Coke’s PlantBottle replaces the traditional 100-percent polyethylene terephthalate (PET) plastic with a PET that contains up to 30-percent plant based material, Coke said in a news release. The company distributed 2.5 billion PlantBottle packages in 10 major markets in 2010. By the end of 2011 the PlantBottle was available in 20 markets and nearly 10 billion packages had been shipped.

Coke’s eighth sustainability report focuses on four main areas: sustainable packaging, water stewardship, energy efficiency and climate protection. In the most recent report Coke followed the Global Reporting Initiative standards for disclosure and had verification by a third party, resulting in an overall B+ grade.

Coke said it also it improved its water efficiency for the eighth consecutive year and reduced its global carbon emissions by 2 percent.

Partnership Plans Waste to Energy Facilities in Puerto Rico

A partnership plans to construct two waste-to-energy facilities in Puerto Rico.

The wholly owned subsidiary of Primoris Services Corp., Primoris Renewables, will work with Synergy Renewables to begin construction this year and begin operations in the fourth quarter of 2013.

No construction price was given in a news release. Both companies are based in Dallas. Primoris said it expects the facilities to generate revenue for the company of about $40 million.

The partnership, along with Dynamis Energy LLC, based in Boise, Idaho, plans to build waste-to-energy projects worldwide.

The two facilities in Puerto Rico will use a proprietary process to gasify approximately 180,000 tons of municipal solid waste annually to generate 10 megawatts of energy at each site. The facilities will be developed along with Sunbeam Synergy LLC, which is owned in part by Dynamis and Synergy.

Hawaii Big Island Bans Plastic Checkout Bags

Hawaii Big Island Bans Plastic Checkout Bags

The Big Island of Hawaii has adopted a ban on plastic checkout bags, following the lead of two other Hawaiian islands.

Meanwhile, the Hawaiian state legislature is considering at least two statewide bag ban bills.

The Hawaiian island ordinance will take effect January 18, 2013, and affects only bags sold at the counter, says Hunter Bishop, deputy director for the Hawaii County Department of Environmental Management, in an interview.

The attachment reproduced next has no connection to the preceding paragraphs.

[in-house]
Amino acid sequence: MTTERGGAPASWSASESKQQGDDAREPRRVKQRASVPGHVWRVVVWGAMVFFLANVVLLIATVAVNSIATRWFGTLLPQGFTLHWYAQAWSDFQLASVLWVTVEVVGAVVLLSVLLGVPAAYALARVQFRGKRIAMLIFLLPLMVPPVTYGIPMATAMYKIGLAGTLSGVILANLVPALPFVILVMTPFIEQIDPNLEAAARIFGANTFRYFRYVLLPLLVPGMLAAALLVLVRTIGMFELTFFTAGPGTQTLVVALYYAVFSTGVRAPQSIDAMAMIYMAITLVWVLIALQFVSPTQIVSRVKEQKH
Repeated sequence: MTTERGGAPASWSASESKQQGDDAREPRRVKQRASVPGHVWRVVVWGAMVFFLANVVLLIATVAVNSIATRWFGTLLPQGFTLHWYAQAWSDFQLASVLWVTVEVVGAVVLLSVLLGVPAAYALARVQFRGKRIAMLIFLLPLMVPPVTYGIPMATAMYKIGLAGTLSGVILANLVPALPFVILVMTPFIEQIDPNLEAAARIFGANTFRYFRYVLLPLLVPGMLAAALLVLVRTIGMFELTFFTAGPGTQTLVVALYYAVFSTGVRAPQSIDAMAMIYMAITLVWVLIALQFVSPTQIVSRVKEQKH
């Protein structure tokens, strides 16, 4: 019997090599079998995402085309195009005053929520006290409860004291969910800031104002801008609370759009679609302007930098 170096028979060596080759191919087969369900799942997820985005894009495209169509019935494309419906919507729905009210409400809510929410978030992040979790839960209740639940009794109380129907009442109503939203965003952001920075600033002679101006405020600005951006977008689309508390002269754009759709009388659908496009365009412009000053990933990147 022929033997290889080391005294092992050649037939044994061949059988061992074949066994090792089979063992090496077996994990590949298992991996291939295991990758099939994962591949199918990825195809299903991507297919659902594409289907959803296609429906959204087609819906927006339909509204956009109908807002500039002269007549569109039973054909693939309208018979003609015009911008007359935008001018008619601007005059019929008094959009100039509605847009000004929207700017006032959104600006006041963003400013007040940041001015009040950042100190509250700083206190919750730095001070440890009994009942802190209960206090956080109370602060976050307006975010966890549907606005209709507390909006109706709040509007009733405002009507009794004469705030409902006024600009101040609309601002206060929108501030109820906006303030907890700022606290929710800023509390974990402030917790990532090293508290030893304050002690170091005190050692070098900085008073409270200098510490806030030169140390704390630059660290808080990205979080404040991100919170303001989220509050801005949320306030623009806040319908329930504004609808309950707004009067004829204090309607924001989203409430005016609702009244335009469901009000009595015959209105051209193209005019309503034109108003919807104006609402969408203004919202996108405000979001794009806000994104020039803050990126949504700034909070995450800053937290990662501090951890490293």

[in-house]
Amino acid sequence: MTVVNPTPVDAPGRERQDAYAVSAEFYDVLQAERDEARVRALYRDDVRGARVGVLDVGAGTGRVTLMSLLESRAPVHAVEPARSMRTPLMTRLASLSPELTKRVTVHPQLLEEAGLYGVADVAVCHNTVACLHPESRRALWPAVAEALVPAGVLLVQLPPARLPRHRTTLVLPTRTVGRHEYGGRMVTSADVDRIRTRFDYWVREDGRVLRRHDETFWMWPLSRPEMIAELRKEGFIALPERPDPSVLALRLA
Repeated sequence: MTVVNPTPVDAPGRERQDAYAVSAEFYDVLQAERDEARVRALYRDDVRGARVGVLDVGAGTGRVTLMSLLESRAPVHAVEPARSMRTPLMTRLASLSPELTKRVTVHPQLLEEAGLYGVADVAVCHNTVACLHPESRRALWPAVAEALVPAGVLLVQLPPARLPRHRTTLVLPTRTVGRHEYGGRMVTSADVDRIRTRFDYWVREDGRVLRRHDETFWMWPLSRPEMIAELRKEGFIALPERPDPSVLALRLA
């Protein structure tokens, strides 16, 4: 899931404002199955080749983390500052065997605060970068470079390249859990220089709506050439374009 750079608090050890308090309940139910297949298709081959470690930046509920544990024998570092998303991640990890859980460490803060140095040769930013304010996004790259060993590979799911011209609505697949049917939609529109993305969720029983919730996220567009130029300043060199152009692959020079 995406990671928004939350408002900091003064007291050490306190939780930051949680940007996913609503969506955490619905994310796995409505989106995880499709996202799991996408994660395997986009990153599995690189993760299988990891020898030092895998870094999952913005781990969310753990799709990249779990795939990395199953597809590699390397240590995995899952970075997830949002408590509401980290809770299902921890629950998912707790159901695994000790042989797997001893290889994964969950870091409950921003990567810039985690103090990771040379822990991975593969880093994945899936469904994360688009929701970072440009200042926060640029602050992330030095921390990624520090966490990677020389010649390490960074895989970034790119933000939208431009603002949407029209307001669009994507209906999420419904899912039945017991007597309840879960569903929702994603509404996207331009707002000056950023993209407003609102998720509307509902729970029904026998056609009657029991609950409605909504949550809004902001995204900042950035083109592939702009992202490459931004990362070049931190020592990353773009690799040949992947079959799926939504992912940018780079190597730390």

It comes after bans on plastic checkout bags took effect Jan. 11 on Maui and Kauai islands and counties. Those Hawaiian counties encompass the islands.

On Hawaii Island, businesses can make plastic checkout bags available for purchase for one calendar year after the law takes effect. It would be up to the individual retailer whether to charge a fee and how much, Bishop says.

The department will have six months to develop specific guidelines for the ban after it takes effect, he says.

“The purpose of this article is to reduce the use of plastic bags and to encourage the use of environmentally preferable alternatives, such as reusable bags,” according to the bill.

Hawaii Island has a population of about 185,000.

Both laws in Maui and Kauai allow retailers to provide recycled-content paper or reusable bags.

Hawaii House Bill 1828 would impose a tax of 20 cents on each plastic checkout bag  given to a customer. It would take effect July 1. House Bill 2260 calls for a fee of 10 cents on all single-use plastic and paper bags, and also would take effect July 1.

Fort Wayne Sets Recycling Participation Goal at 80%

Fort Wayne, Ind., hopes to reach a recycling participation rate of 80 percent this year after averaging 70 percent of city households in 2011.

Mayor Tom Henry said since the city’s One Cart recycling program began in January 2011, the city has been able to save nearly $150,000 in fees by reducing the amount of landfill waste. And through a shared revenue agreement Fort Wayne received more than $425,000 for its recyclables, the city said in a news release.

Henry is asking residents who are currently not recycling to call 311 to register for a cart to be delivered to their home.

"Recycling not only makes good sense from an environmental perspective, it also makes good economic sense," Henry said.

The city introduced the One Cart recycling program to provide residents with a more cost-efficient waste collection method and to improve the environment by reducing the amount of waste sent to the landfill.

Fort Wayne reduced its landfill waste from an average of 98,00 tons before 2011 to 88,953 tons last year. The participation rate increased to 70 percent from 39 percent before than program started.

As a result of the savings the city reduced the monthly waste fee for single-family homes to $9.95 from $11.24.